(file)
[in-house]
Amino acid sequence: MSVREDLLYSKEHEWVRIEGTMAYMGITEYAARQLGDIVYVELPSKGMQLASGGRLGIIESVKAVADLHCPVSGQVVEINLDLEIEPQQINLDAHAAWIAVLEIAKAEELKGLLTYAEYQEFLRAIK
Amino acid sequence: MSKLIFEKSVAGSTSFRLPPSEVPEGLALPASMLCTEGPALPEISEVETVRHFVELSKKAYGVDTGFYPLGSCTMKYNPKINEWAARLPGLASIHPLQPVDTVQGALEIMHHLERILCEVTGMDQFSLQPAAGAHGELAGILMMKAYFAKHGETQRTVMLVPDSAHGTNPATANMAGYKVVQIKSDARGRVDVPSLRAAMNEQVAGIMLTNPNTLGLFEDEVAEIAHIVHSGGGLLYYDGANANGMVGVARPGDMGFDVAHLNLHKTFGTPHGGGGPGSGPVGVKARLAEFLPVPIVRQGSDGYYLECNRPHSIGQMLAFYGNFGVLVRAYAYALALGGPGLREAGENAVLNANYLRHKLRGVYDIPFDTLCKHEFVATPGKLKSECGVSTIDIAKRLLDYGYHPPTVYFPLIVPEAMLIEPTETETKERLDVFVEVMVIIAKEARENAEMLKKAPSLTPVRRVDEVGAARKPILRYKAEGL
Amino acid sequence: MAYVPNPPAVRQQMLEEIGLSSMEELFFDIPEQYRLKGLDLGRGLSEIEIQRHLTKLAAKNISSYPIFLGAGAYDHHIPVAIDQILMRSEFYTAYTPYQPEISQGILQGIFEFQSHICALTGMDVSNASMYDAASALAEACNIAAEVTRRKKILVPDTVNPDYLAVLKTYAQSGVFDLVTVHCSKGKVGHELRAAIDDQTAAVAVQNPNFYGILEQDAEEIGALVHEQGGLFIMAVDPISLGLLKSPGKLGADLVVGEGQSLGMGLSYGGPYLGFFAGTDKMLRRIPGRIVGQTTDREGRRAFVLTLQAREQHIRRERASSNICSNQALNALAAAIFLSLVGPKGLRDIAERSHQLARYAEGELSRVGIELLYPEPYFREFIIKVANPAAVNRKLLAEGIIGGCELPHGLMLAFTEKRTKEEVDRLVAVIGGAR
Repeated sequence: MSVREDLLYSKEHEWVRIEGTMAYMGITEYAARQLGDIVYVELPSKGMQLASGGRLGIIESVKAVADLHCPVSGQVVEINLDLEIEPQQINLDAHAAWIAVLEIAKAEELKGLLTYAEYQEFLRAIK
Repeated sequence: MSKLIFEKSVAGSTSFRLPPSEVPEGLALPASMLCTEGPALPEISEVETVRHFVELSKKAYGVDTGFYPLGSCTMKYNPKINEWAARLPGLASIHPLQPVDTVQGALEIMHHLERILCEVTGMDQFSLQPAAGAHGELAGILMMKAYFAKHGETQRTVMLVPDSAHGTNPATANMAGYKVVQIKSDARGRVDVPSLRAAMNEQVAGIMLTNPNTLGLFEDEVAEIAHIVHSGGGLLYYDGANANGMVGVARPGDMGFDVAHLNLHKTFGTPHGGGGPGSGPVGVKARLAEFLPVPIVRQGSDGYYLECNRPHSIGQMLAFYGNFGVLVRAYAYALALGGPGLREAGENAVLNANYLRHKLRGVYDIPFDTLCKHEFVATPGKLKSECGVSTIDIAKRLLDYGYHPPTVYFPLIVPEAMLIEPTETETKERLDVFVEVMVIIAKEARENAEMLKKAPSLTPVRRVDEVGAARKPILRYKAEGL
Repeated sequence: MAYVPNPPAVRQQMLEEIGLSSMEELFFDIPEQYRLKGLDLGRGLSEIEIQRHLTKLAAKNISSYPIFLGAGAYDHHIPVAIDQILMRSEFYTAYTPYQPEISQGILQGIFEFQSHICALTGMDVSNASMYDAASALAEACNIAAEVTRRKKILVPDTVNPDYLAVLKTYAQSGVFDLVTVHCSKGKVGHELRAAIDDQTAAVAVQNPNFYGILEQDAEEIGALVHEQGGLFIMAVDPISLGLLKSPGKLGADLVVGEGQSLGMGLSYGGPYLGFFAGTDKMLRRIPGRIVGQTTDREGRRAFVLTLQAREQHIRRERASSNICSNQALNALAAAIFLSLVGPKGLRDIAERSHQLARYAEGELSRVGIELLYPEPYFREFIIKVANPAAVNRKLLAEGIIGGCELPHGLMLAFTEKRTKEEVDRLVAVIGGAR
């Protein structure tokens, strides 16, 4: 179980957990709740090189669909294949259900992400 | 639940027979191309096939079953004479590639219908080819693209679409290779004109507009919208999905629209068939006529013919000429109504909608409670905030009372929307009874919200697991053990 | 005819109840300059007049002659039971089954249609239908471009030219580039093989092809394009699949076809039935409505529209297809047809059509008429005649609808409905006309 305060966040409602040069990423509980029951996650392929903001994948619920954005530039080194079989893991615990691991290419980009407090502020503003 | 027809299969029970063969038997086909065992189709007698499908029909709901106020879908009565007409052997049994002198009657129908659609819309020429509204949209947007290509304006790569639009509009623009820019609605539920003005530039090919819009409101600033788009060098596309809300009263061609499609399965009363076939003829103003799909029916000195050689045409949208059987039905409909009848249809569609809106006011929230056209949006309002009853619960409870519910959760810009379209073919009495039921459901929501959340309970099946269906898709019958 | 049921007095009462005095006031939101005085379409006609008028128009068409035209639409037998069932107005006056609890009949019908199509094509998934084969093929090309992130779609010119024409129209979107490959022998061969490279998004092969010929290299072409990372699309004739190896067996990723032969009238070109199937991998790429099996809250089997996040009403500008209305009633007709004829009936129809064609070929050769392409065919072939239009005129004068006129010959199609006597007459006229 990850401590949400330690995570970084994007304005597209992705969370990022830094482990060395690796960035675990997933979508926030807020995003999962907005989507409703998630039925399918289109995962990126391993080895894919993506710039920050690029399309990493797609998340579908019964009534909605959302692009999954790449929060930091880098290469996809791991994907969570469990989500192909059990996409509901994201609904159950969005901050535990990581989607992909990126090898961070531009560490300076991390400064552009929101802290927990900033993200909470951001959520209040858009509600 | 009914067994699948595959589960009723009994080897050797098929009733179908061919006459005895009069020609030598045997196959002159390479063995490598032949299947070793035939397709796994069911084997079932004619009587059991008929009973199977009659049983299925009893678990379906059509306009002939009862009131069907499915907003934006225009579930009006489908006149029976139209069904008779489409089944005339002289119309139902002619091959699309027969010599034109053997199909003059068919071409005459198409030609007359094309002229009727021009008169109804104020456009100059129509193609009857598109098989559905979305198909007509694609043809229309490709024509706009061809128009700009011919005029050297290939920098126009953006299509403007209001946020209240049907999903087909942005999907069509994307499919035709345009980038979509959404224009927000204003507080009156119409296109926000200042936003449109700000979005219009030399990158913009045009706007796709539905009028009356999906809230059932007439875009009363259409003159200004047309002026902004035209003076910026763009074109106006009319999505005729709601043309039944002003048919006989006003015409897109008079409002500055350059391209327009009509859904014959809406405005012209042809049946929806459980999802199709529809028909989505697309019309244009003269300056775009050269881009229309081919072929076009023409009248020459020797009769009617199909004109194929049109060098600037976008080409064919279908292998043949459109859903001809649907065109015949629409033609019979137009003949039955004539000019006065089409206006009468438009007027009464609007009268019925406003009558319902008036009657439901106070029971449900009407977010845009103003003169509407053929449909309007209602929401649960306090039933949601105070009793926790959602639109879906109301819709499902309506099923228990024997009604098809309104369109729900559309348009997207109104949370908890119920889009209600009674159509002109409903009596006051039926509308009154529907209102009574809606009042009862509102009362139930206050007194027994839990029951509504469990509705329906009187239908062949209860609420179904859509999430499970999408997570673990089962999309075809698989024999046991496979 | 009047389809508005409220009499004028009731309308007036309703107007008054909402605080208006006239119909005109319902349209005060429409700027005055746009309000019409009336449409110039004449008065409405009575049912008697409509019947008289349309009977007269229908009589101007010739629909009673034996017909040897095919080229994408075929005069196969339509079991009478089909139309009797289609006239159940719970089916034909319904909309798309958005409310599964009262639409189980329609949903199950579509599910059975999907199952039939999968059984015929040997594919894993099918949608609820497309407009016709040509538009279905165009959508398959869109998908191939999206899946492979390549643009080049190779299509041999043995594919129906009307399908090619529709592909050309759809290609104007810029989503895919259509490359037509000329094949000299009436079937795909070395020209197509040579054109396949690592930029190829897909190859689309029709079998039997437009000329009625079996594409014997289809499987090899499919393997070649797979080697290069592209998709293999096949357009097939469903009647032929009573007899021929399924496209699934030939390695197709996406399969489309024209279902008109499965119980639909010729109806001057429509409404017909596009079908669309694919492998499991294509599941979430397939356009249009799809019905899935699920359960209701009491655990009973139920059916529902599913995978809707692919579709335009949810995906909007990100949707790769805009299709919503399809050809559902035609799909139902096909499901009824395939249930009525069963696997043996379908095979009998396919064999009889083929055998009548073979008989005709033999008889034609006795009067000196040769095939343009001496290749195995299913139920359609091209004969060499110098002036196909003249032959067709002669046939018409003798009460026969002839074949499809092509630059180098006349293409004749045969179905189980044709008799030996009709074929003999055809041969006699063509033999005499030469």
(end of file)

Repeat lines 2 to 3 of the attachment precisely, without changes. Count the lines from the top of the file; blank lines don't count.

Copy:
Amino acid sequence: MSVREDLLYSKEHEWVRIEGTMAYMGITEYAARQLGDIVYVELPSKGMQLASGGRLGIIESVKAVADLHCPVSGQVVEINLDLEIEPQQINLDAHAAWIAVLEIAKAEELKGLLTYAEYQEFLRAIK
Amino acid sequence: MSKLIFEKSVAGSTSFRLPPSEVPEGLALPASMLCTEGPALPEISEVETVRHFVELSKKAYGVDTGFYPLGSCTMKYNPKINEWAARLPGLASIHPLQPVDTVQGALEIMHHLERILCEVTGMDQFSLQPAAGAHGELAGILMMKAYFAKHGETQRTVMLVPDSAHGTNPATANMAGYKVVQIKSDARGRVDVPSLRAAMNEQVAGIMLTNPNTLGLFEDEVAEIAHIVHSGGGLLYYDGANANGMVGVARPGDMGFDVAHLNLHKTFGTPHGGGGPGSGPVGVKARLAEFLPVPIVRQGSDGYYLECNRPHSIGQMLAFYGNFGVLVRAYAYALALGGPGLREAGENAVLNANYLRHKLRGVYDIPFDTLCKHEFVATPGKLKSECGVSTIDIAKRLLDYGYHPPTVYFPLIVPEAMLIEPTETETKERLDVFVEVMVIIAKEARENAEMLKKAPSLTPVRRVDEVGAARKPILRYKAEGL